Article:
Huntingdonshire, although now the northern district of Cambridgeshire, is a "county" of two halves, one with the hills and valleys that are quintessentially what is perceived to be "English Countryside" and the other half being a landscape that would not be out-of-place in Holland. Some writers have remarked that the county of Huntingdonshire is unremarkable but in fact nothing could be further from the truth. Although Huntingdonshire is a very small county, only the county of Rutland is smaller, it exhibits many unique and interesting characteristics.
To understand the locations of Godmanchester and Huntingdon it is necessary to understand the extent of the Great Fen. The map below shows the approximate boundary of the Great Fen at the 15m contour. The Isles of Ely, Witcham, Sutton and Haddenham become immediately apparent as does the promontory upon which Ramsey Abbey was built. Although the area is coloured 'blue' it was not a lake but more like a swamp. There were numerous track ways built out across the fen, the most famous of which is now that exposed at Flag Fen near Peterborough.
Map of Huntingdonshire showing the approximate extent of the Great Fen in Roman Times
The River Great Ouse passing between what is now Huntingdon and Godmanchester would have also been a formidable barrier, the narrows formed by the high ground between the two locations offering the most eastern crossing point. This fact was not lost on the Romans as can be seen by overlaying their roads, shown highlighted in yellow, on the map below.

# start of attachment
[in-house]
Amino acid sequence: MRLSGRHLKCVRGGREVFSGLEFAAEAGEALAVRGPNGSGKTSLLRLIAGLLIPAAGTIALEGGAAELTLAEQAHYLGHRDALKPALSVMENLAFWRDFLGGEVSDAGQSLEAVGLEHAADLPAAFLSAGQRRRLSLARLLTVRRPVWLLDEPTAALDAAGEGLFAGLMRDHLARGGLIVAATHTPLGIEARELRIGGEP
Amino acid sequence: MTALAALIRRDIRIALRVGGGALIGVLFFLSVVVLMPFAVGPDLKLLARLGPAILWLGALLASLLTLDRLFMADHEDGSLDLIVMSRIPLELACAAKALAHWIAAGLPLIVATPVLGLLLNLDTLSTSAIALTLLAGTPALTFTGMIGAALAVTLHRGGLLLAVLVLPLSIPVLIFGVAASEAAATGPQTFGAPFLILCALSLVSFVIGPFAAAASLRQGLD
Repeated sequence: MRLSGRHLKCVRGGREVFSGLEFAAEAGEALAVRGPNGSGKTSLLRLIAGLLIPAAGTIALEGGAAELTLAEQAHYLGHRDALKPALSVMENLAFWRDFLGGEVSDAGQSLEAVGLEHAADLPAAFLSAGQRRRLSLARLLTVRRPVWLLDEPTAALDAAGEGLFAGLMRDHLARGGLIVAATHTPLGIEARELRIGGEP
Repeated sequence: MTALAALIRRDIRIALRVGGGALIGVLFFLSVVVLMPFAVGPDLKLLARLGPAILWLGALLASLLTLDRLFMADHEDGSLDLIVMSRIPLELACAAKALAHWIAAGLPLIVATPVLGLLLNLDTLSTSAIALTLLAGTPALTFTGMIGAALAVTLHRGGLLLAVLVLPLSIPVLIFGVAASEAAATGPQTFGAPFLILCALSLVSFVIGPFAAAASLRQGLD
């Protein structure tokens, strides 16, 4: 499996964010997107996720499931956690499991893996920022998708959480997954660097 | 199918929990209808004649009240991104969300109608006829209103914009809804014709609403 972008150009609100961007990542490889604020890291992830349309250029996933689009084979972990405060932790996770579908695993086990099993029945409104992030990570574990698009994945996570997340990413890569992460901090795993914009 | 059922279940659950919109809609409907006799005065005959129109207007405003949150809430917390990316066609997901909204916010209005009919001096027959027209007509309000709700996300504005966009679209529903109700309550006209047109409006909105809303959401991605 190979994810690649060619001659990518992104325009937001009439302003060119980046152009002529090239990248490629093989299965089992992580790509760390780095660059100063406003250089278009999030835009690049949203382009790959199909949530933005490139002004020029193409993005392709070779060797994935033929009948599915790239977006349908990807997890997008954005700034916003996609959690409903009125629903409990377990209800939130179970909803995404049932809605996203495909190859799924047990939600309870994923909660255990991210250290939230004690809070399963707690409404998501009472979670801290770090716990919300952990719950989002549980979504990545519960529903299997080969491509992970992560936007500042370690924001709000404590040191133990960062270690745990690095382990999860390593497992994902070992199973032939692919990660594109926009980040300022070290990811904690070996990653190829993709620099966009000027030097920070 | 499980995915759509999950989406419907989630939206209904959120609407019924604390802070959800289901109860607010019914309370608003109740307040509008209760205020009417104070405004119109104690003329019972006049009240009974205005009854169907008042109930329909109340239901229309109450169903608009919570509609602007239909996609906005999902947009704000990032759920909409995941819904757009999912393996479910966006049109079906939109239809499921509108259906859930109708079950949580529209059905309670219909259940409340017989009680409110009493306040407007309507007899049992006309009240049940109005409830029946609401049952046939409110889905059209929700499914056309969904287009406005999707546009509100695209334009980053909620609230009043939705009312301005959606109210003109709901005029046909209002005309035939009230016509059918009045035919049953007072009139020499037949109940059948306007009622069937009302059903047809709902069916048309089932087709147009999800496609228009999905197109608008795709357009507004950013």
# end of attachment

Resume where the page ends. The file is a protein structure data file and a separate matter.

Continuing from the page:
Map showing the lines of the Roman Roads in the vicinity of Godmanchester and Huntingdon, Huntingdonshire, UK
Moving up country from the south it was natural from the Roman perspective to build their fort and settlement on the south side of the river at what is now the town of Godmanchester however from the subsequent Norse invasion moving southward from Northumberland and Yorkshire they built their defence on the northern banks of the river at what would become Huntingdon. Neither would have wanted the river at their backs in times of conflict.
However from either point of view Ermine Street was the principle military and commercial north-south artery in the country and in those early days of turmoil the bridgehead over the River Great Ouse was a very important place.
We do not know what the Romans called the road. It was the Saxons that gave it the name we know today which was derived from the Earningas, a group of people who inhabited an area around Armingford in Cambridgeshire through which the road passed. Beware though as the road from Silchester to Gloucester is also called Ermine Street. It is believed that the road running through Cambridge, through and crossing Ermine Street at Godmanchester and onwards towards Thrapston was called the Via Devena.